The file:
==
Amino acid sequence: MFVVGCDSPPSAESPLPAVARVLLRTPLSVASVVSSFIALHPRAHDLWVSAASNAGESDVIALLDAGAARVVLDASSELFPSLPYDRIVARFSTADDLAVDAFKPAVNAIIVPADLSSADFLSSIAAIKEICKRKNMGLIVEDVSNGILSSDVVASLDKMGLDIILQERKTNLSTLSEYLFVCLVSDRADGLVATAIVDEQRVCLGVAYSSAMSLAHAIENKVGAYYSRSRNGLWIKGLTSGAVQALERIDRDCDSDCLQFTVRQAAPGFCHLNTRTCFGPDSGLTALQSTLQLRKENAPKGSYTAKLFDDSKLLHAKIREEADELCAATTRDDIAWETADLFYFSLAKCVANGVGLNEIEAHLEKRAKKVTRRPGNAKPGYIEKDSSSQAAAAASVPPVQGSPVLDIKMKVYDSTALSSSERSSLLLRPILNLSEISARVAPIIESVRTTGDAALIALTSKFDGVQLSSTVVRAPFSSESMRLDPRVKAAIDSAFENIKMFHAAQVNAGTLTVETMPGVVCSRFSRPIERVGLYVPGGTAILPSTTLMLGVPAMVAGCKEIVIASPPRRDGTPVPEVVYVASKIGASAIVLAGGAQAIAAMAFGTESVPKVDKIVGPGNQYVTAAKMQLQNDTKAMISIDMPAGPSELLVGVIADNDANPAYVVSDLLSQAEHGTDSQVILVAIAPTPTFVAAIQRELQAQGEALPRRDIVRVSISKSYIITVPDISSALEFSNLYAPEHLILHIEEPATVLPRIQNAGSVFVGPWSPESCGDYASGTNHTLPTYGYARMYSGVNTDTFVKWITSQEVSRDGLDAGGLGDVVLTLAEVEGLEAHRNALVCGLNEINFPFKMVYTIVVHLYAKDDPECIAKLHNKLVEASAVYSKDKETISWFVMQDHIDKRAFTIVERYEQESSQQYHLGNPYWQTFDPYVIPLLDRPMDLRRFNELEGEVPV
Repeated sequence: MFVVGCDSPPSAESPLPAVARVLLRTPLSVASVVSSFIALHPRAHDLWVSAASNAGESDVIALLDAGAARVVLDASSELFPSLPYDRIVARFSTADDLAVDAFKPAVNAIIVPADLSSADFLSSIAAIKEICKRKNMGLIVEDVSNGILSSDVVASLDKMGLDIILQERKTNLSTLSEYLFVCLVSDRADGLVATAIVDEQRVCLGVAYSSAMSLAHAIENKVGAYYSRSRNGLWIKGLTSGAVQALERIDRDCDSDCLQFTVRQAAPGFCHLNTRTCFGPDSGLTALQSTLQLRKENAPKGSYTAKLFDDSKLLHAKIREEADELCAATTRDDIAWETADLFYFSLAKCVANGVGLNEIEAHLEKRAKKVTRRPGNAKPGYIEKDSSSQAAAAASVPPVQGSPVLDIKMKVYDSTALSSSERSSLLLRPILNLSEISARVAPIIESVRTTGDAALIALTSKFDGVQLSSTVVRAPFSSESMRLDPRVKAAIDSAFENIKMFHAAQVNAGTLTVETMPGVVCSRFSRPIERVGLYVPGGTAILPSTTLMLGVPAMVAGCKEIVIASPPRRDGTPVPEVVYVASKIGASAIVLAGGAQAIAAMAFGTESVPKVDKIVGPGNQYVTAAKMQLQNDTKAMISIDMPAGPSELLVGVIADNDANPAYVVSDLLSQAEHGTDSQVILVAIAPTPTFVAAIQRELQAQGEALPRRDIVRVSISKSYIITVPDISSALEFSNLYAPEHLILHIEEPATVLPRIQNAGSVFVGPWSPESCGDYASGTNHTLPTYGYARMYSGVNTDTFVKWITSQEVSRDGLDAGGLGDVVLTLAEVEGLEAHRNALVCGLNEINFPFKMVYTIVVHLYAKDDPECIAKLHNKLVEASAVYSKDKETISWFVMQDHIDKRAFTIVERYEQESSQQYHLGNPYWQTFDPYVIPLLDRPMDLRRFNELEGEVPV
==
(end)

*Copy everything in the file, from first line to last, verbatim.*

Amino acid sequence: MFVVGCDSPPSAESPLPAVARVLLRTPLSVASVVSSFIALHPRAHDLWVSAASNAGESDVIALLDAGAARVVLDASSELFPSLPYDRIVARFSTADDLAVDAFKPAVNAIIVPADLSSADFLSSIAAIKEICKRKNMGLIVEDVSNGILSSDVVASLDKMGLDIILQERKTNLSTLSEYLFVCLVSDRADGLVATAIVDEQRVCLGVAYSSAMSLAHAIENKVGAYYSRSRNGLWIKGLTSGAVQALERIDRDCDSDCLQFTVRQAAPGFCHLNTRTCFGPDSGLTALQSTLQLRKENAPKGSYTAKLFDDSKLLHAKIREEADELCAATTRDDIAWETADLFYFSLAKCVANGVGLNEIEAHLEKRAKKVTRRPGNAKPGYIEKDSSSQAAAAASVPPVQGSPVLDIKMKVYDSTALSSSERSSLLLRPILNLSEISARVAPIIESVRTTGDAALIALTSKFDGVQLSSTVVRAPFSSESMRLDPRVKAAIDSAFENIKMFHAAQVNAGTLTVETMPGVVCSRFSRPIERVGLYVPGGTAILPSTTLMLGVPAMVAGCKEIVIASPPRRDGTPVPEVVYVASKIGASAIVLAGGAQAIAAMAFGTESVPKVDKIVGPGNQYVTAAKMQLQNDTKAMISIDMPAGPSELLVGVIADNDANPAYVVSDLLSQAEHGTDSQVILVAIAPTPTFVAAIQRELQAQGEALPRRDIVRVSISKSYIITVPDISSALEFSNLYAPEHLILHIEEPATVLPRIQNAGSVFVGPWSPESCGDYASGTNHTLPTYGYARMYSGVNTDTFVKWITSQEVSRDGLDAGGLGDVVLTLAEVEGLEAHRNALVCGLNEINFPFKMVYTIVVHLYAKDDPECIAKLHNKLVEASAVYSKDKETISWFVMQDHIDKRAFTIVERYEQESSQQYHLGNPYWQTFDPYVIPLLDRPMDLRRFNELEGEVPV
Repeated sequence: MFVVGCDSPPSAESPLPAVARVLLRTPLSVASVVSSFIALHPRAHDLWVSAASNAGESDVIALLDAGAARVVLDASSELFPSLPYDRIVARFSTADDLAVDAFKPAVNAIIVPADLSSADFLSSIAAIKEICKRKNMGLIVEDVSNGILSSDVVASLDKMGLDIILQERKTNLSTLSEYLFVCLVSDRADGLVATAIVDEQRVCLGVAYSSAMSLAHAIENKVGAYYSRSRNGLWIKGLTSGAVQALERIDRDCDSDCLQFTVRQAAPGFCHLNTRTCFGPDSGLTALQSTLQLRKENAPKGSYTAKLFDDSKLLHAKIREEADELCAATTRDDIAWETADLFYFSLAKCVANGVGLNEIEAHLEKRAKKVTRRPGNAKPGYIEKDSSSQAAAAASVPPVQGSPVLDIKMKVYDSTALSSSERSSLLLRPILNLSEISARVAPIIESVRTTGDAALIALTSKFDGVQLSSTVVRAPFSSESMRLDPRVKAAIDSAFENIKMFHAAQVNAGTLTVETMPGVVCSRFSRPIERVGLYVPGGTAILPSTTLMLGVPAMVAGCKEIVIASPPRRDGTPVPEVVYVASKIGASAIVLAGGAQAIAAMAFGTESVPKVDKIVGPGNQYVTAAKMQLQNDTKAMISIDMPAGPSELLVGVIADNDANPAYVVSDLLSQAEHGTDSQVILVAIAPTPTFVAAIQRELQAQGEALPRRDIVRVSISKSYIITVPDISSALEFSNLYAPEHLILHIEEPATVLPRIQNAGSVFVGPWSPESCGDYASGTNHTLPTYGYARMYSGVNTDTFVKWITSQEVSRDGLDAGGLGDVVLTLAEVEGLEAHRNALVCGLNEINFPFKMVYTIVVHLYAKDDPECIAKLHNKLVEASAVYSKDKETISWFVMQDHIDKRAFTIVERYEQESSQQYHLGNPYWQTFDPYVIPLLDRPMDLRRFNELEGEVPV